In verse three, he says something very important. The psalmist went out on a dark night and he looks at the cosmos. He sees the moon, the stars. He goes out in the daytime to the balcony and he sees the heavens. Not in unscientific and anti-scientific worldviews, but in a pre-scientific attempt to understand the premises on which we build all our scientific methodology.
Actually, we have to assume these non-scientific principles in order to come to scientific conclusions. He says, “When I consider Your heavens, the moon and the stars, these are the work of Your fingers, oh God. You have set them in place.” The heavens, astronomy, the moon and the stars, these are the work of Your fingers.
Then he claims, “What is man, that You are mindful of him, the son of man, that You take thought, take care of him.” I mean, in comparison to the rest of the universe, we are tiny, small, midget, Lilliputian. What is this thing called man?
About a 100 years ago, there was a fine astronomer from the Netherlands, the name was Gerard Kuiper, who became the advisor and counselor to other, more well-known astronomers in our age, for example, Carl Sagan. He was unbelievably astute. They said he had such sharp eyesight, he could see things that others could not see, that stars which are four times dimmer to the average human eye, Gerard Kuiper could see. Ann Druyan, who, along with Carl Sagan, has written a new book, talks about the worlds. Perhaps there are many more worlds like ours.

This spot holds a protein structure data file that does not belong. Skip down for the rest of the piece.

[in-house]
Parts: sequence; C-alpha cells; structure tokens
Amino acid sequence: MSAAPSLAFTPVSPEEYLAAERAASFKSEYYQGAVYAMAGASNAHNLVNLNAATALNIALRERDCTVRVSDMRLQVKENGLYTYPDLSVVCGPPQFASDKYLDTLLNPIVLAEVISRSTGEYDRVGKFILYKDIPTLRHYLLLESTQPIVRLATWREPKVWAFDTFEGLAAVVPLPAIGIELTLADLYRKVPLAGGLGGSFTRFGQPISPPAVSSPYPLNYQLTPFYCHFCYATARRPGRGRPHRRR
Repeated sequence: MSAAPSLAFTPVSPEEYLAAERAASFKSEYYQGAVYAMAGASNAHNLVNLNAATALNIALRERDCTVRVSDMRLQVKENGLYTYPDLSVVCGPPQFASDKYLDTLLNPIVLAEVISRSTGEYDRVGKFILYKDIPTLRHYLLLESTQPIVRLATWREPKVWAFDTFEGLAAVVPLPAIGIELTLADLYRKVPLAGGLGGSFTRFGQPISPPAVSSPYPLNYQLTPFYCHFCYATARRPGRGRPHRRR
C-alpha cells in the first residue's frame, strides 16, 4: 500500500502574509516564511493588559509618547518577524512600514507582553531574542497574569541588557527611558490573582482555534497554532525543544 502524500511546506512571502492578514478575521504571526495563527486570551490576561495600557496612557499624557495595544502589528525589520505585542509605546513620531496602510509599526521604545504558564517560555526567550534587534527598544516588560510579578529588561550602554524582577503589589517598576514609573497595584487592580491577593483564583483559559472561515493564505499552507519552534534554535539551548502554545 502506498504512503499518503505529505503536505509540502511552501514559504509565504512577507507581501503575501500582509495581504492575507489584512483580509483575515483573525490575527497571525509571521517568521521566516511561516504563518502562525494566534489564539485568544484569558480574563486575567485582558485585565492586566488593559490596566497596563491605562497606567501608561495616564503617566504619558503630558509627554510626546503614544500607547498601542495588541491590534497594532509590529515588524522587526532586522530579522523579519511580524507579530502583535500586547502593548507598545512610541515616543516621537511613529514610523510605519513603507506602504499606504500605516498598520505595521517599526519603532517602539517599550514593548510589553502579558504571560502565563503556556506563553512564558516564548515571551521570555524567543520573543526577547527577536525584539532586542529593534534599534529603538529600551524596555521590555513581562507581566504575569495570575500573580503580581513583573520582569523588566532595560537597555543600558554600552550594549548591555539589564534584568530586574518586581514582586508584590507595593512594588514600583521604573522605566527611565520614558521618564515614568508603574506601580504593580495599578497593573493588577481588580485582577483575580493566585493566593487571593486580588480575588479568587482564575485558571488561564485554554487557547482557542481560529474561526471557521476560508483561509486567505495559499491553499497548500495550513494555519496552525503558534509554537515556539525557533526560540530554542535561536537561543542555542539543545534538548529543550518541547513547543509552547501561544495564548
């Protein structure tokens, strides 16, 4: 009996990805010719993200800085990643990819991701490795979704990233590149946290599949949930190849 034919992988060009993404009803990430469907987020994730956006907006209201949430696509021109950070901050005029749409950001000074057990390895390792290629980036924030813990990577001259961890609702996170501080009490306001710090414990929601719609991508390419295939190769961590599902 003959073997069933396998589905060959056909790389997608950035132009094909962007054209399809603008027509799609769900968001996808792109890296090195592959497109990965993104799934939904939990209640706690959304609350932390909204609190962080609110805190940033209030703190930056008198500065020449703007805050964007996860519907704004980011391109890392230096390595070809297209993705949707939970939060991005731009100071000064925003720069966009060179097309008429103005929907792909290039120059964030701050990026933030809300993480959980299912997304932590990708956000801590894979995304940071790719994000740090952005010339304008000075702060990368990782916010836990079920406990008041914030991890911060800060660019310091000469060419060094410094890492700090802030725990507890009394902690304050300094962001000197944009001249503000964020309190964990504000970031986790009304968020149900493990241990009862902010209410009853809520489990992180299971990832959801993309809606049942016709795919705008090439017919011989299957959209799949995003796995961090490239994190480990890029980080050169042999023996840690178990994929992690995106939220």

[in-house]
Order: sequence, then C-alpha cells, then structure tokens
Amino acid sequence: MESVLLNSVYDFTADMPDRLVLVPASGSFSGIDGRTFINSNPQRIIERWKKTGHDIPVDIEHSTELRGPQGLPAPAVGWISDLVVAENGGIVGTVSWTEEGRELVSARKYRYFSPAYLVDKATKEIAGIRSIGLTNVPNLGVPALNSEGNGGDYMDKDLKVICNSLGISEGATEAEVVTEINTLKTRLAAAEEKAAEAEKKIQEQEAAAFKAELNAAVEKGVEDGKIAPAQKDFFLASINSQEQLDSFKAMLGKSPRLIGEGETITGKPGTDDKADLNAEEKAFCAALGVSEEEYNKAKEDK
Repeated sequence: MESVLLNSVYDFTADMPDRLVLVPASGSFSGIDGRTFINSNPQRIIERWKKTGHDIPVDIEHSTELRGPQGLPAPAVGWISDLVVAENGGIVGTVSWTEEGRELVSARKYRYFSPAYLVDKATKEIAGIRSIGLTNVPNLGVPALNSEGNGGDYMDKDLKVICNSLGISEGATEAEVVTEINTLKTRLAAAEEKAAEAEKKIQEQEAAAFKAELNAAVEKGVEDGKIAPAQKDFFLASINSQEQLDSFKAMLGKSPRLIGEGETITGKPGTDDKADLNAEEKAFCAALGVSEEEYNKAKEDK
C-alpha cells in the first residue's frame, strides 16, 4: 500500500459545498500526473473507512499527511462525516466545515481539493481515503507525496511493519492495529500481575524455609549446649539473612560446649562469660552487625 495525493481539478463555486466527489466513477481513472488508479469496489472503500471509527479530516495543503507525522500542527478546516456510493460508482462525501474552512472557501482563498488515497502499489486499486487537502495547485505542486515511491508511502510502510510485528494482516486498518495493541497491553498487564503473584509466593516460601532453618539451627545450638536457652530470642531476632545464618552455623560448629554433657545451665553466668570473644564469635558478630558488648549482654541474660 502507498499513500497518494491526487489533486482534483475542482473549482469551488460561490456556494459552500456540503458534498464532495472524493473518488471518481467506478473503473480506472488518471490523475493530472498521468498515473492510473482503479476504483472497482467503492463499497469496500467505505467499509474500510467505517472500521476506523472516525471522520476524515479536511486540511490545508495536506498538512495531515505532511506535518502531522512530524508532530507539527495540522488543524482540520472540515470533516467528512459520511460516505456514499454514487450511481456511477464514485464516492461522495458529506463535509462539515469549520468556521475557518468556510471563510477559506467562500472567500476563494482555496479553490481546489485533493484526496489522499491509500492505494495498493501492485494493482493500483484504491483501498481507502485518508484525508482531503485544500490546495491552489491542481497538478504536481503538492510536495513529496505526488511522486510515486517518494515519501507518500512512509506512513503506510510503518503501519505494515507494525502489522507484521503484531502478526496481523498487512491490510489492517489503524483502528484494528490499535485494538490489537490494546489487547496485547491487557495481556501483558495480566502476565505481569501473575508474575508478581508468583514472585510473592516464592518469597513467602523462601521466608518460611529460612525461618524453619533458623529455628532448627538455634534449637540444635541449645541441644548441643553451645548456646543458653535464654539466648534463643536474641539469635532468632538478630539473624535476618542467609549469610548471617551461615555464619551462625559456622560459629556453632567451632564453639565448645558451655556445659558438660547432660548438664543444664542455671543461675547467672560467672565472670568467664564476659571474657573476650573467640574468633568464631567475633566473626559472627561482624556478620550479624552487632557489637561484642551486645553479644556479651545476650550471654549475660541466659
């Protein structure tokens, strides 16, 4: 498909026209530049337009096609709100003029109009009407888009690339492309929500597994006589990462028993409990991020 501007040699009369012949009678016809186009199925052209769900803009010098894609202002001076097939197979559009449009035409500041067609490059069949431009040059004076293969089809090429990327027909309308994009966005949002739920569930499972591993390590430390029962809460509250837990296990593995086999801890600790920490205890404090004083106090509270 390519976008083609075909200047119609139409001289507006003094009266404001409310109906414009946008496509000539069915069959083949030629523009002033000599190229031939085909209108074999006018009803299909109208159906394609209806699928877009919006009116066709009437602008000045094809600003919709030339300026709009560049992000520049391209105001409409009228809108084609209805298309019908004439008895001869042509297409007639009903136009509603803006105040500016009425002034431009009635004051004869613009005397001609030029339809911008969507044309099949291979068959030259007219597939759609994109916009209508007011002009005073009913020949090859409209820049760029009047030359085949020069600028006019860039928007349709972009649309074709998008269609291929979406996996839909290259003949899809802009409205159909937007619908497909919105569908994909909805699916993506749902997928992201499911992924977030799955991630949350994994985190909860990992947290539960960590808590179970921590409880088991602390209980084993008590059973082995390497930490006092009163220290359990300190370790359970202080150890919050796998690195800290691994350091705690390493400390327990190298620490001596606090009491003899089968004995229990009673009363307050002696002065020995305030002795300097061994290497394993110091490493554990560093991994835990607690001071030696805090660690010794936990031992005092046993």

For this poor tailor’s son Gerard Kuiper, he wanted to become an astronomer and a boy in the Netherlands at that time, son of a tailor could never hope to be one. But he thought our solar system was not just one of a few stars, but one of a trillion possible worlds. So his father and grandfather put together their meager resources and brought Gerard Kuiper a beautiful gift–Gerard was given a simple telescope.
They looked and they discovered since he had a little personality challenge, “rough edges,” the author says, they moved him out of Voorlinden in the Netherlands to west Texas, where everything seemed to be so wonderfully clear, just wild darkness from where he could see everything.
And so he asked himself, was our world, our sun, our moon and all the planets of our solar system nothing more than a failed binary star system? In 1949, Kuiper astonished the whole world by declaring that our solar system was not so special after all, a world, perhaps, out of trillions of possible worlds. Nothing special, after all.
In contrast to the astronomer, the psalmist says, I can’t see much. I do see some things here which are uniform, which are regular and repeated, from which I’m going to deduce and infer a few things. But these are Your heavens, not ours. These are the work of Your fingers. Those are Your finger-works. And I look at us and say, what is this thing called man? Maybe the solar system is no such special thing, but there’s something special about this creature called man. What is man?
That’s what I ask you today. Why are you still here? What is your purpose? What is meaning? What is direction? What is affirmation? What is a justification for you being alive? You see, mission gives you value that you are something very special, you don’t have to despair, that God who created everything cares for you. He’s mindful of you.
So don’t look inward and outward and backward and forward, and if you look upward, look at His finger-work. The Creator was not whimsical and capricious and arbitrary. It says something about who you are. You are tremendously special, precious, valuable to Him. And therefore, you can bring glory to Him.